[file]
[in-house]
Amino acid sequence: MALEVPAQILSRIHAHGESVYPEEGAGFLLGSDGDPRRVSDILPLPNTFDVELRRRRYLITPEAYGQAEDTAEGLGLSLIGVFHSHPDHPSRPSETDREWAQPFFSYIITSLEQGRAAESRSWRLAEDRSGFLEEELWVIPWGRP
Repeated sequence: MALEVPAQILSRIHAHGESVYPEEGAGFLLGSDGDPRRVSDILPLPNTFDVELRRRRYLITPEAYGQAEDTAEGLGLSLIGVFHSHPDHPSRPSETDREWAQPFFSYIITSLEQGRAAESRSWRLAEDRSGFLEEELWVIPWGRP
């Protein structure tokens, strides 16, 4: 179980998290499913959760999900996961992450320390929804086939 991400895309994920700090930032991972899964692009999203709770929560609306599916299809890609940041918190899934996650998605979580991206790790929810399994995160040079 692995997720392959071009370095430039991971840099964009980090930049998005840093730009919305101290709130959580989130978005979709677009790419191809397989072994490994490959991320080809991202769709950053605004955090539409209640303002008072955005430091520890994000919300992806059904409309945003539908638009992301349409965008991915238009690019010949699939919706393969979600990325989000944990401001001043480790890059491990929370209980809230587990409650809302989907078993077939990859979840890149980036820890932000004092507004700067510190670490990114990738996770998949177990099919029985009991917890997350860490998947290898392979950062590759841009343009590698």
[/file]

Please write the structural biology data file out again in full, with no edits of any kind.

[in-house]
Amino acid sequence: MALEVPAQILSRIHAHGESVYPEEGAGFLLGSDGDPRRVSDILPLPNTFDVELRRRRYLITPEAYGQAEDTAEGLGLSLIGVFHSHPDHPSRPSETDREWAQPFFSYIITSLEQGRAAESRSWRLAEDRSGFLEEELWVIPWGRP
Repeated sequence: MALEVPAQILSRIHAHGESVYPEEGAGFLLGSDGDPRRVSDILPLPNTFDVELRRRRYLITPEAYGQAEDTAEGLGLSLIGVFHSHPDHPSRPSETDREWAQPFFSYIITSLEQGRAAESRSWRLAEDRSGFLEEELWVIPWGRP
């Protein structure tokens, strides 16, 4: 179980998290499913959760999900996961992450320390929804086939 991400895309994920700090930032991972899964692009999203709770929560609306599916299809890609940041918190899934996650998605979580991206790790929810399994995160040079 692995997720392959071009370095430039991971840099964009980090930049998005840093730009919305101290709130959580989130978005979709677009790419191809397989072994490994490959991320080809991202769709950053605004955090539409209640303002008072955005430091520890994000919300992806059904409309945003539908638009992301349409965008991915238009690019010949699939919706393969979600990325989000944990401001001043480790890059491990929370209980809230587990409650809302989907078993077939990859979840890149980036820890932000004092507004700067510190670490990114990738996770998949177990099919029985009991917890997350860490998947290898392979950062590759841009343009590698």